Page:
By Claire Sng and John Wilks
With the General Data Protection Regulation (GDPR) having taken effect across the EU on 25 May 2018, this has meant a big change to the availability of WHOIS data (ie data recording – among other things – the persons who own domain names). See an earlier DLA Piper article published last month on this topic here.
Temporary arrangements are now in place so that the WHOIS system is still (in a much restricted form) available. This is as a result of the Temporary Specification for gTLD Registration Data (“Temporary Specification”) which came into effect on 25 May 2018 and applies to operators of gTLD registries and ICANN-accredited Registrars such as the likes of GoDaddy. However, as can be seen from the information below, the critical information for those bringing domain name disputes, namely registrant contact information, is no longer publicly available and as things stand currently there is no uniform way of obtaining access to it.
In addition, last week:
- WIPO published a Q&A to help clarify the impact of the GDPR on the Uniform Domain Name Resolution Policy (UDRP- the dispute resolution policy for gTLD domain names such as .com domain names) (see here).
- ICANN has published a model for access to full WHOIS data (see here), with requests for input on the proposal.
Set out below is a short summary of questions and answers to help explain these latest developments.
- Is the WHOIS system still available for gTLDs?
Yes – as a result of The Temporary Specification for gTLD Registration Data (“Temporary Specification” – available here; also see here for the detailed advisory statement), which came into effect on 25 May 2018. This means that you can still obtain “thin” WHOIS data (i.e. technical data about the sponsoring Registrar, status of the registration, creation date and expiration date of the domain), but the public data no longer contains personal data such as registrant contact details i.e. “thick” WHOIS data unless consent has been provided by the registrant.
Note – the Temporary Specification does not require a different approach to data relating to legal and natural persons. This means the data which has been rendered inaccessible goes beyond personal data falling within the scope of GDPR. However, differentiating between the two has been flagged as one of the “Important Issues for Further Community Action” (see para. 5 of the Annex to the Temporary Specification – “Important Issues Annex“).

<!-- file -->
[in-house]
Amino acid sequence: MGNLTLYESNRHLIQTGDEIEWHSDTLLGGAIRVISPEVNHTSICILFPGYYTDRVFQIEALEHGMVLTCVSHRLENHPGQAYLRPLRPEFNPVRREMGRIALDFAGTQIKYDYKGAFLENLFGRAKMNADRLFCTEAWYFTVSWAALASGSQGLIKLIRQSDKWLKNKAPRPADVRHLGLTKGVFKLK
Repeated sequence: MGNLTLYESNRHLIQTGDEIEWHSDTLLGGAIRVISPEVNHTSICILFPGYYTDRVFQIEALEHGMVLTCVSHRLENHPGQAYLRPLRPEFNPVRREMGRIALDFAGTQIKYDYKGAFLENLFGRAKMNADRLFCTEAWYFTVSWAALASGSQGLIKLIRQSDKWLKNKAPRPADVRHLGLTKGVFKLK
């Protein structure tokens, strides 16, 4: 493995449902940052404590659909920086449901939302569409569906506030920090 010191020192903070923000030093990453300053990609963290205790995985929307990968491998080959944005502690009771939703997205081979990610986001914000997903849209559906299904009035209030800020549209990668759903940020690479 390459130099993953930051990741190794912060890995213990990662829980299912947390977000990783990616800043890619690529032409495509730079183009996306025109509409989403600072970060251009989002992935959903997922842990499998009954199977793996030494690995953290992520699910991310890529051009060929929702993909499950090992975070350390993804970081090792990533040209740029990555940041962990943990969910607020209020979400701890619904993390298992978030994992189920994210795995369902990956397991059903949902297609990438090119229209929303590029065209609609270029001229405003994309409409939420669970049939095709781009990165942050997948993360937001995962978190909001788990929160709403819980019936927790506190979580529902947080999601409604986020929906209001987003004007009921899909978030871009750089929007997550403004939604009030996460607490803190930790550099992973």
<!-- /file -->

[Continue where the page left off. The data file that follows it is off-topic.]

- How do I get access to registrant contact info i.e. “thick” WHOIS data?
Rights holders who bring domain name disputes (or take other action in relation to online infringement of their IP) should be able to argue they are third parties with a legitimate and proportionate interest in the non-public data; the Temporary Specification states that for such parties “there are still ways for you to access that data” (see ICANN’s advisory statement on the Temporary Specification here).
It suggests contacting the sponsoring Registrar, who is “obligated to respond to you in a reasonable time.” (Details of the sponsoring Registrar can be obtained by running a WHOIS search and considering the thin WHOIS data.) ICANN advises that if you do not get a response, ICANN will have a complaint mechanism available (it is not entirely clear but we suggest trying firstname.lastname@example.org and/or https://survey.clicktools.com/app/survey/response.jsp) and if individual parties are not complying with their obligations under the Temporary Specification or their agreements with ICANN, a complaint can be filed to ICANN’s Contractual Compliance Department. (Here is a link to the webpage: http://www.icann.org/compliance, and their email address is email@example.com.)
- Is there a way for me to contact registrants without accessing “thick” data?
Yes – it is not as easy as before, because contact information is no longer publicly available. However, Registrars are required to provide an anonymised email address or web-based contact form to enable you to contact registrants. Requests can also be made to registrars for registrant information (see 2 above).